Printech Archive, November, 1999: Re: Offset spray powder inhalation hazards?

Re: Offset spray powder inhalation hazards?

gjonesprinting@aol.com
Thu, 4 Nov 1999 12:10:18 EST


From: gjonesprinting@aol.com
Date: Thu, 4 Nov 1999 12:10:18 EST
Subject: Re: Offset spray powder inhalation hazards?
To: printech@great-lakes.net

Scott:

Spray powder does not pose any specific health hazards as it is simply potato
or corn starch. Its particle size is about 15 microns in diameter, which is
above the respirable size of 10 microns. This means that it presents only a
nuisance hazard and is subject to OSHA's Nuisance Dust standard which sets a
limit of 15 mg/m3 for the total fraction of dust and 5 mg/m3 for the
respirable fraction.

Also, the American Conference of Industrial Hygienists (ACGIH)'s 1999 safe
exposure limit for Particulate not Otherwise Classified is 10 mg/m3 for the
total dust and 3 mg/m3 for the respirable fraction. The ACGIH standard for
cellulose is 10 mg/m3 for the total fraction.

In order to definitely know the exposure concentration it makes sense to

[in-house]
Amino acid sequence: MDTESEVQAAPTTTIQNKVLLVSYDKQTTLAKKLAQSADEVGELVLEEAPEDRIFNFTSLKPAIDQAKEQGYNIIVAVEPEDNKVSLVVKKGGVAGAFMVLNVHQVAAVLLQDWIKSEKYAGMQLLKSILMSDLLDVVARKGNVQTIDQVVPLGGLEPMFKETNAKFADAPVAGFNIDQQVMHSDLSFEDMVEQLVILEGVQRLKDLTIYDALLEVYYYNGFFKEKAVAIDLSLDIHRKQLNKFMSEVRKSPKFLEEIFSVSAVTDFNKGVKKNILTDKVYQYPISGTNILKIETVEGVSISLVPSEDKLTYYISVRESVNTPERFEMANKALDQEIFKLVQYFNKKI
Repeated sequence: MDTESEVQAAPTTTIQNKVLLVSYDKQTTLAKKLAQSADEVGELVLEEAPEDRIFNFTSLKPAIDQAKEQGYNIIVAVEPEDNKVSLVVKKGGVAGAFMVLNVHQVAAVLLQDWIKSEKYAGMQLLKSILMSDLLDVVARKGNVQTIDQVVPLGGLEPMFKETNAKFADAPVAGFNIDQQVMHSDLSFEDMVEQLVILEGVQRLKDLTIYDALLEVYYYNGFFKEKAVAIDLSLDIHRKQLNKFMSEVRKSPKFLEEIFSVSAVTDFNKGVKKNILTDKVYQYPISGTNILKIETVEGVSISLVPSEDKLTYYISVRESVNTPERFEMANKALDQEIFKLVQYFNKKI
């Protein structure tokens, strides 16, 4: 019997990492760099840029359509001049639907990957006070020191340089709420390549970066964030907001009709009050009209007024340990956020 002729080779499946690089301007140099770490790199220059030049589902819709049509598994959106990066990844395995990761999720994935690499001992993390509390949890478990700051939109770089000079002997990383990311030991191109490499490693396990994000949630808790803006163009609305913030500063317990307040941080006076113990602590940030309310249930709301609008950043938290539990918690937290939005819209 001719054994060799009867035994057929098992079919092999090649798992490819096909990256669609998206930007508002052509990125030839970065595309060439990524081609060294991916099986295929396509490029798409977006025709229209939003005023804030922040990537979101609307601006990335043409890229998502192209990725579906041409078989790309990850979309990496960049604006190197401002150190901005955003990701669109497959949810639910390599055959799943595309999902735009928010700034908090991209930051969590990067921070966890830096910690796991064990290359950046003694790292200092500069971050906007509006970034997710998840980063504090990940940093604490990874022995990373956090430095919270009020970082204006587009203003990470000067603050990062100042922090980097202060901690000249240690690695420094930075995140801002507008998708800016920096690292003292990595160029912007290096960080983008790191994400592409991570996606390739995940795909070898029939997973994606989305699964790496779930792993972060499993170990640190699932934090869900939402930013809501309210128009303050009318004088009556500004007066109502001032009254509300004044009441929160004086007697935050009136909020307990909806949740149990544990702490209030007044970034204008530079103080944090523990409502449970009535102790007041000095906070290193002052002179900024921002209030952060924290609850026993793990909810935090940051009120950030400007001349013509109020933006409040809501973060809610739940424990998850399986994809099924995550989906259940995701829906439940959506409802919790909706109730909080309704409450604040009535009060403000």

sample the employee's work space for spray powder. The results of this
sampling can dictate changes in work practice and also allow the use of a
dust mask for comfort and not exposure control.

The larger concern is the fire and explosion hazard presented by the cleaning
operation. From your description, it appears that the worker is using
compressed air to blow the dust off the filters. Spray powder and paper dust
should never be blown off any surface. Suspending dust in air is dangerous
and if the conditions are right, can lead to a flash fire or explosion. The
safer practice is to vacuum spray powder and paper dust.

Gary Jones
Graphic Arts Technical Foundation
200 Deer Run Road
Sewickley, PA 15143
412/741-6860 x608 - Phone
412/741-2311 - Fax


 

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